International humanitarian non-government organsiation Médecins Sans Frontières (MSF) has released a report titled 'Indefinite Despair' which paints a grim picture of the mental health conditions for refugees and asylum seekers detained on Nauru.

The report was released on 3 December in the Australian capital, Canberra.

It calls on the government to immediately remove all refugees and asylum seekers from facilities in the Pacific Island nation to prevent further deterioration of their mental health.

The refugees and asylum seekers have been detained on Nauru as part of a deal funded by the Australian government.

The facilities on Nauru were originally opened in 2001 by then Australian Prime Minister John Howard. The centre was closed in 2008 by Kevin Rudd, but was reopened in August 2012 by Julia Gillard’s government and has continued during subsequent Liberal Party governments.

Suicide ideation common among those detained on Nauru

The report, billed as the first independent medical data on the island’s health situation, describes the mental health conditions on Nauru as among the worst MSF has seen anywhere in the world, including on projects for victims of torture.

“The medical data we release today confirms the heart-breaking reality that I witnessed on Nauru,” said MSF Mental Health Activities Manager Dr. Christine Rufener. “Every day I worried which of my patients might attempt to take their own lives because after five years of waiting people had lost all sense of hope.”

MSF treated 208 asylum seekers and refugees on Nauru and found 124 had suicidal thoughts and 63 had made suicide attempts. 12 people, including children, had been diagnosed with the rare psychiatric condition resignation syndrome, meaning they were in a semi-comatose state and could not eat or drink.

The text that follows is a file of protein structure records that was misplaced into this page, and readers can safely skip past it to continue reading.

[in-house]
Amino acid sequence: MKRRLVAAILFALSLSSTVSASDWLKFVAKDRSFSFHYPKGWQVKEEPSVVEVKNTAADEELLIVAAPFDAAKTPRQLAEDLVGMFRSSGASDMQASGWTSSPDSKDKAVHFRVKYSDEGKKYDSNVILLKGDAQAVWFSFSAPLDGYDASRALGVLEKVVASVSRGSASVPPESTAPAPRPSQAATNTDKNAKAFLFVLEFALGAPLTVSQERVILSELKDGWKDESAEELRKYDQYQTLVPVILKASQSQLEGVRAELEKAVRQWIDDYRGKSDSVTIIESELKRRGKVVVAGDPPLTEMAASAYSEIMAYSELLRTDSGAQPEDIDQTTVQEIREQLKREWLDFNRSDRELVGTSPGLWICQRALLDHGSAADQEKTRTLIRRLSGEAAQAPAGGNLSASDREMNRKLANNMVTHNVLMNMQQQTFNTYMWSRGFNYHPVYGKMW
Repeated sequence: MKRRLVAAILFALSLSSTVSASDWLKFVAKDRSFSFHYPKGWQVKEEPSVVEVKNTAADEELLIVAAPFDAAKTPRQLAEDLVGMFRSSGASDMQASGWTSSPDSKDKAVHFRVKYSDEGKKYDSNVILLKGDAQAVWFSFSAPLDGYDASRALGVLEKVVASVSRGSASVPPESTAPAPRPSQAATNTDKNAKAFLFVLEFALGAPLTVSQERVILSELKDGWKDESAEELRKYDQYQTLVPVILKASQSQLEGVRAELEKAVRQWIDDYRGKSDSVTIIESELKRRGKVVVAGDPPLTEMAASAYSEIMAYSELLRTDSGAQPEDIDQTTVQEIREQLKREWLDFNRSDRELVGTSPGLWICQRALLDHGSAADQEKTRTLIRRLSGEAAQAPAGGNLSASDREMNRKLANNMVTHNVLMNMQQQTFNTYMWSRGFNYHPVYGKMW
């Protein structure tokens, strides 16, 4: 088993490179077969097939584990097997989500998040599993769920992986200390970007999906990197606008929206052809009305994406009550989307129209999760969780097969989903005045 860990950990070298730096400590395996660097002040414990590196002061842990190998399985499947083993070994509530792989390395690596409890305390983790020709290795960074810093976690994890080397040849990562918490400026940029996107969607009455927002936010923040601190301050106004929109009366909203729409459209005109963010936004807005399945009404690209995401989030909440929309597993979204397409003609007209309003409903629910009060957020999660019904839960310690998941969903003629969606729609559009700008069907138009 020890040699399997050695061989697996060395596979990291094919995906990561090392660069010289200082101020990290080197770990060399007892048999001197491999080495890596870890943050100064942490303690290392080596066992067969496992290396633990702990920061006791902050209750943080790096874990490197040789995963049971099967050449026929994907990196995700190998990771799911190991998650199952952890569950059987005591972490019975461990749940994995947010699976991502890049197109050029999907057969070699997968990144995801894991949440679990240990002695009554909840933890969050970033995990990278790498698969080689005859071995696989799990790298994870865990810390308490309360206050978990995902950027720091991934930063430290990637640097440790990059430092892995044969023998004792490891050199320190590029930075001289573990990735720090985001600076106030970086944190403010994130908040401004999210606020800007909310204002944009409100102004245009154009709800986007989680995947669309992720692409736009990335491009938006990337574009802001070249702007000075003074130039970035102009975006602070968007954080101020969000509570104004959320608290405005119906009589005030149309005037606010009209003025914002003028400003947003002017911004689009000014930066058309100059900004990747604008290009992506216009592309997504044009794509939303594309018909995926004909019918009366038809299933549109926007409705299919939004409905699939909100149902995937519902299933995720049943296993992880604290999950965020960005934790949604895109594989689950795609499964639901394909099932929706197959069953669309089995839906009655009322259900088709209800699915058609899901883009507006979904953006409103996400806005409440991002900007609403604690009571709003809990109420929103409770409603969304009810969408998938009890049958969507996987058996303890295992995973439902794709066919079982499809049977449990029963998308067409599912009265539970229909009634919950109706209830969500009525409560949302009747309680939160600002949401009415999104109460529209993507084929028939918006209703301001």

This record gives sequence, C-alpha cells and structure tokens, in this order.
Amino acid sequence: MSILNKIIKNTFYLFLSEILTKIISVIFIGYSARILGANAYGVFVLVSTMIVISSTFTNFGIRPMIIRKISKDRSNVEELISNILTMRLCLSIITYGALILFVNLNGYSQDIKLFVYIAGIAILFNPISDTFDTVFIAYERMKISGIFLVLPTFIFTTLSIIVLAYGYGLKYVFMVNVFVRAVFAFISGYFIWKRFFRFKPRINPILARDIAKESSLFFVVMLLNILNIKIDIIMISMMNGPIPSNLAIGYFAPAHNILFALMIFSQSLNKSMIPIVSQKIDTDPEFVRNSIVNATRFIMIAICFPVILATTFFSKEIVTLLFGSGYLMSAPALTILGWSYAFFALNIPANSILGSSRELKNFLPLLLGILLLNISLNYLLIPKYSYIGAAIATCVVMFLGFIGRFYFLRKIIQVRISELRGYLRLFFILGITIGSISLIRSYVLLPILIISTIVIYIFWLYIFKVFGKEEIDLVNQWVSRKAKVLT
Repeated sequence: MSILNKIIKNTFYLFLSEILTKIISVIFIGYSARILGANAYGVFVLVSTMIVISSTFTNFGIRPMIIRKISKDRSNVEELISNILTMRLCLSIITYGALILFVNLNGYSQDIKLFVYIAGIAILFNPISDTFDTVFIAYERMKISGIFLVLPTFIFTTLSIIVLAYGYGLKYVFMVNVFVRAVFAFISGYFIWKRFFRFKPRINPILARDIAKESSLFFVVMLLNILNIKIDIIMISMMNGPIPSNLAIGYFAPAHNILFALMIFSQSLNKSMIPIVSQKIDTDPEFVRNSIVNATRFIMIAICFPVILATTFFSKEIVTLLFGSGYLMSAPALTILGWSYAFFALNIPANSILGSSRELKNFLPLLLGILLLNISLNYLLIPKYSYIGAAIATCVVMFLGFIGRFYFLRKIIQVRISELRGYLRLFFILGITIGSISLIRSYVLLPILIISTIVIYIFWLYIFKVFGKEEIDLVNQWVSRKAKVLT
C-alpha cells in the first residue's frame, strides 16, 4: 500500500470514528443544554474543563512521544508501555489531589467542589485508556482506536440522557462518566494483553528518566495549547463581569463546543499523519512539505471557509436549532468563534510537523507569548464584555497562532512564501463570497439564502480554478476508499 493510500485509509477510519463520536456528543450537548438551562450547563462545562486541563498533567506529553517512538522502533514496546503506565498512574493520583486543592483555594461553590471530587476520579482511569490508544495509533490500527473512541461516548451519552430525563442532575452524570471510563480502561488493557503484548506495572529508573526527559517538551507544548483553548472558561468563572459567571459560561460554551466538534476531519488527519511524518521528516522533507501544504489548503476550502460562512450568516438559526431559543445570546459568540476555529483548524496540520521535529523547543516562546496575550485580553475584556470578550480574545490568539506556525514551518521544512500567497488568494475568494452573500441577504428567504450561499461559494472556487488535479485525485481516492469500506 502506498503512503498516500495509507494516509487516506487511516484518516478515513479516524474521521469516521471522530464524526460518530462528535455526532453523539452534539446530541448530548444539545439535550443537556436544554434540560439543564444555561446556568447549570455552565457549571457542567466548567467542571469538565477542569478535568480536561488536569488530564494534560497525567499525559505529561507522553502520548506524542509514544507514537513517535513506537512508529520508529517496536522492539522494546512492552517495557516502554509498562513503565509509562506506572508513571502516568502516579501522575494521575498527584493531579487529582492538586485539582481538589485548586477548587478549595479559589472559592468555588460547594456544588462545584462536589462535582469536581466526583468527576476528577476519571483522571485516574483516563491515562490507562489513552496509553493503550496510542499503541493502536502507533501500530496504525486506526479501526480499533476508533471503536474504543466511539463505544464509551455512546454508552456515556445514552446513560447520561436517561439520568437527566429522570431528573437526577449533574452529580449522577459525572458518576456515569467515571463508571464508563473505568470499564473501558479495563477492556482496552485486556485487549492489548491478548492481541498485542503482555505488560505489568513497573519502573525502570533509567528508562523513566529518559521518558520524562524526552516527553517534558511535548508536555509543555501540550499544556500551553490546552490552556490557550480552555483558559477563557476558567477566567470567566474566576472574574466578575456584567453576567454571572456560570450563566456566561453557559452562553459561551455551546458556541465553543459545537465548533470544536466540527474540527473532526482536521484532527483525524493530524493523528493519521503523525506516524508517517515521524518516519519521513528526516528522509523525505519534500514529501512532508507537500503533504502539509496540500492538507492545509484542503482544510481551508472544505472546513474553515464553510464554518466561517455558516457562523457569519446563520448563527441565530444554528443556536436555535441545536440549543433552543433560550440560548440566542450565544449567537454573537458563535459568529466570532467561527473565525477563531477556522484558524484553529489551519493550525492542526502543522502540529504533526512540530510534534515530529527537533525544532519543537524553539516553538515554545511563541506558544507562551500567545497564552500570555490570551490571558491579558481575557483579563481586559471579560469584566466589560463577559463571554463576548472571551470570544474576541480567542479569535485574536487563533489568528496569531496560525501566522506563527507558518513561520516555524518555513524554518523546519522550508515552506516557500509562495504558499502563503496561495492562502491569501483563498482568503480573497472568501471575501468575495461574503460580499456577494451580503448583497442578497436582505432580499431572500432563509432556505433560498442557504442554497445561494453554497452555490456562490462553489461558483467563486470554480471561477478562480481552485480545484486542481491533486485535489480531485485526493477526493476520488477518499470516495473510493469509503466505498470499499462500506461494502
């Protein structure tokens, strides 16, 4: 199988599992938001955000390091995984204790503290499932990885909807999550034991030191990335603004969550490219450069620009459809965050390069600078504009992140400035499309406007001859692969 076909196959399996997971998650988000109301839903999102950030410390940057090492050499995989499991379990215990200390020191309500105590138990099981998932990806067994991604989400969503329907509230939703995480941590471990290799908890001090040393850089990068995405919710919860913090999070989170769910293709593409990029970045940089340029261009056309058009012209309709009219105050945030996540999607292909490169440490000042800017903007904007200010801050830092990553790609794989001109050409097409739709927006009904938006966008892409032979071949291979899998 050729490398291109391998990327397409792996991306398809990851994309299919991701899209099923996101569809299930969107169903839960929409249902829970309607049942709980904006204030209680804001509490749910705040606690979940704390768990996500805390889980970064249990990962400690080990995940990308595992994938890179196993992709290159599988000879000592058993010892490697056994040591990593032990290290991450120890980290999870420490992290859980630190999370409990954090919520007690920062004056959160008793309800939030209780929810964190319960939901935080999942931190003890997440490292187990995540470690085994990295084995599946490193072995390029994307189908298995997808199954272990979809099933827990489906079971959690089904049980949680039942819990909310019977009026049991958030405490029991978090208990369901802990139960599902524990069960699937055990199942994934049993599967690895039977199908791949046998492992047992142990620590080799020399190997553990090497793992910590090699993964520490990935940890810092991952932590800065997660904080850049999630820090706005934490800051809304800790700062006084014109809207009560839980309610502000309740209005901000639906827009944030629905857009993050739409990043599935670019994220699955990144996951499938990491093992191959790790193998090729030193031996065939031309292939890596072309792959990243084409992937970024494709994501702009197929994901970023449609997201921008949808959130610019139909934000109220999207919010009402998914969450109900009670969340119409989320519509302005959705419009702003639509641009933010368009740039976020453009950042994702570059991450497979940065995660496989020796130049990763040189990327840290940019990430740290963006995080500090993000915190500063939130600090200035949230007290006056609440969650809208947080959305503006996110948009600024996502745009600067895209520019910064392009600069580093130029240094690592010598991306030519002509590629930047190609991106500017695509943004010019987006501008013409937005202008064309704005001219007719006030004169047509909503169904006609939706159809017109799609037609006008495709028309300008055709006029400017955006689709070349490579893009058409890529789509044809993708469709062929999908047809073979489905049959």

“While many of our patients had experienced trauma, it was the Australian policy of indefinite processing that destroyed all their hope for the future and devastated their mental health,” Rufener said.

The mental health conditions of those surveyed were often exacerbated by separation from family members. People who were separated from close family were 40% more likely to be suicidal, the report found.

MSF Australia’s Executive Director Paul McPhun said there was a direct link between the offshore processing system and the disastrous mental health conditions.

“It’s people’s inability to cope, their absolute abject despair, their loss of will, their loss of control over their own lives that’s a direct result of more than five years of detention, that’s creating these really acute symptoms of self harm and suicide,” he said.

Amnesty International likened Nauru facilities to an “open-air prison”

MSF had previously been contracted to deliver mental health services to Nauru locals and the asylum seeker and refugees living there. This arrangement was terminated by the government in October 2018.

The grim report echoes the findings of a 2016 Amnesty International report on conditions for asylum seekers in Nauru. That report had condemned the facilities as an “open-air prison designed to inflict as much suffering as necessary to stop some of the world’s most vulnerable people from trying to find safety in Australia.”

More than 700 people from Australia’s entertainment industry, including Sam Neill and Jackie Weaver, have put their names to an open letter to Prime Minister Scott Morrison and Opposition Leader Bill Shorten, calling for an end to offshore processing of asylum seekers on Nauru.